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Essay | Collapse of Tacoma Bridge

This student essay consists of approximately 2 pages of analysis of Collapse of Tacoma Bridge.
This section contains 352 words
(approx. 2 pages at 300 words per page)

Collapse of Tacoma Bridge

Summary: The history and consequences of the Tacoma Bridge Collapse.
Introduction:

The Tacoma Narrows Bridge was the third longest suspension span in the world at the time. It was suppose to have been revolutionary in it design, and it was know for it tendency to sway windstorm. Nevertheless, on November 7, 1940, a large storm caused it to collapse. This failure report on Tacoma Narrows will be divided into 4 more sections: Description of Failure, Reasons of Failure, Consequences of Failure, and Lessons to be Learned.

Description of failure:

The bridge had galloped, but not twisted prior to November 7. Throughout the early morning hours of Thursday, November 7, 1940, the center span had been undulating three to five feet in winds of 35 to 46 miles per hour. At about 10:30 A.M., a center span floor panel dropped into the water 195 feet below, and the remainder of the bridge kept twisting. At 11:09 A.M., the remaining sections fell down into the water.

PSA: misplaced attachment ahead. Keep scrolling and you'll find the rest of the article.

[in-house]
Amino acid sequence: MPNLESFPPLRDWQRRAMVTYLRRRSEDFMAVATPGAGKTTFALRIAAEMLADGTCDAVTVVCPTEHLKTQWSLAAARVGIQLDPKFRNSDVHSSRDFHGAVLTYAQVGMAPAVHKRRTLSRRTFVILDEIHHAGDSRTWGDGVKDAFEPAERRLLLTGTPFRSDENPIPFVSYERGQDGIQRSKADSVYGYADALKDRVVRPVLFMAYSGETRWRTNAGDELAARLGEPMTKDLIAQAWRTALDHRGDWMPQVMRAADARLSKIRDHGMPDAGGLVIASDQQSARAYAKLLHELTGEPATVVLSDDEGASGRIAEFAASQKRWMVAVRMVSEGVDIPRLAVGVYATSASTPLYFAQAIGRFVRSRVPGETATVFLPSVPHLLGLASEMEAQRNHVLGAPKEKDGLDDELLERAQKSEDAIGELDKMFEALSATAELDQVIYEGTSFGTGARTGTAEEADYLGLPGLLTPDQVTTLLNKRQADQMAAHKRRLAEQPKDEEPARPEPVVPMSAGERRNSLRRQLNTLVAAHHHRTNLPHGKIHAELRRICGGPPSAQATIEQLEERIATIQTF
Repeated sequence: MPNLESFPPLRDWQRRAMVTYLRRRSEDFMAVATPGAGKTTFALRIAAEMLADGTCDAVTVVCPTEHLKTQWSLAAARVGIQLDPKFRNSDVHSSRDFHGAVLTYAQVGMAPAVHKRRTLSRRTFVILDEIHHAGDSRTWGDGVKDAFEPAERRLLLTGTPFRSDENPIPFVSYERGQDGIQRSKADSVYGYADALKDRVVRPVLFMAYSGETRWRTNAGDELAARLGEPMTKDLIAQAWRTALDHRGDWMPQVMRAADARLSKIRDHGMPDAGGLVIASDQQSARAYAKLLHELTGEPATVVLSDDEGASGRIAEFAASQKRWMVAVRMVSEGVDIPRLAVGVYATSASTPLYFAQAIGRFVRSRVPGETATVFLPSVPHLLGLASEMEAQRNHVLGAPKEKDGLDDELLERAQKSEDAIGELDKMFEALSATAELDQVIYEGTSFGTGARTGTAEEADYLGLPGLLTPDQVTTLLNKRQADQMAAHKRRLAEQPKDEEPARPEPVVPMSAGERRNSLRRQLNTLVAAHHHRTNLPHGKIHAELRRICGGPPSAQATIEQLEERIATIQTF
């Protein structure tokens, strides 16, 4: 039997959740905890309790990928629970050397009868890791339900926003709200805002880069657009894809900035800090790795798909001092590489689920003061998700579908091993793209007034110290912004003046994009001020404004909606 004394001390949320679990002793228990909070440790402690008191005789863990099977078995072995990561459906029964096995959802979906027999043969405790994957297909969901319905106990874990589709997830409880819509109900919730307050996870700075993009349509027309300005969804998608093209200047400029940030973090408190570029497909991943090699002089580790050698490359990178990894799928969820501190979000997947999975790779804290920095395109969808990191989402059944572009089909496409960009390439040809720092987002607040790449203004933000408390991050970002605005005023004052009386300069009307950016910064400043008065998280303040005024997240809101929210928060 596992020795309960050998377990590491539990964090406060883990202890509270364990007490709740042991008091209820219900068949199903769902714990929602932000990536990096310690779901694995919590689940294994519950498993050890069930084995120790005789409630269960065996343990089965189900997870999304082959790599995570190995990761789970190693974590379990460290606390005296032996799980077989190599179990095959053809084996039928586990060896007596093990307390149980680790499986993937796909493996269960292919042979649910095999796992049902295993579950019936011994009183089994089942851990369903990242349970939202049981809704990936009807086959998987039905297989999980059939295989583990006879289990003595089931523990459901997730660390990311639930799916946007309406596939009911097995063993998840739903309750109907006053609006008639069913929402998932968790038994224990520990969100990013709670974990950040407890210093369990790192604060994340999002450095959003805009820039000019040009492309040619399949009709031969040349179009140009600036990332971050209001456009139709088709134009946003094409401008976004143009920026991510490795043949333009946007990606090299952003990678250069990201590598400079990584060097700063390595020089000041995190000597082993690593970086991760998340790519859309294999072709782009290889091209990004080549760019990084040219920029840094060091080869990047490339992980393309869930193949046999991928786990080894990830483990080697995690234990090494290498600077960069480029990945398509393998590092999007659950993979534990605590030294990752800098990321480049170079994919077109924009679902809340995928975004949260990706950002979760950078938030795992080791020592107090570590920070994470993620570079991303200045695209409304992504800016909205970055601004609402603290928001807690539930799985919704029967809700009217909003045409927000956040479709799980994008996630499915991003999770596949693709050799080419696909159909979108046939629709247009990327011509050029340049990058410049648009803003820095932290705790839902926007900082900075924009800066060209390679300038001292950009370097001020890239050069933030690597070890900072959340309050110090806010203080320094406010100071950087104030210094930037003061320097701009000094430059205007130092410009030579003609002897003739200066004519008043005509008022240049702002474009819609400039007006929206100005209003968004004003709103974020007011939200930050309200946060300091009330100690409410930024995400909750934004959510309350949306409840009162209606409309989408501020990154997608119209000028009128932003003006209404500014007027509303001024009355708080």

Reasons of failure:

The main reason of this failure is because of the resonance. The velocity of the windstorm caused the bridge to oscillate at its maximum amplitude, and the bridge was not strong enough to support the oscillation caused by the windstorm. As a result, it started to twist in the windstorm and eventually fell into water in parts.

Consequences of Failure:

Other than jammed traffic, the collapse of Tacoma Narrows Bridge did not result in any casualties. The bridge was blocked a few days before it collapsed. However, this design failure brought many engineers worldwide to the realization that they did not have enough understanding of building a suspension bridge.

Lessons to be Learned:

Before the collapse of the Tacoma Narrows Bridge, the engineers did not think much about the maximum oscillation a suspension could withstand. However, after the collapse, they started to investigate ways to aid the strength of a suspension bridge. The official investigation into the collapse recommended the use of wind-tunnel tests to aid in the design of the second Tacoma Narrows Bridge. Also, new mathematical theories of vibration, aerodynamics, wave phenomena, and harmonics as they apply to bridge design arose from these studies.

This section contains 352 words
(approx. 2 pages at 300 words per page)
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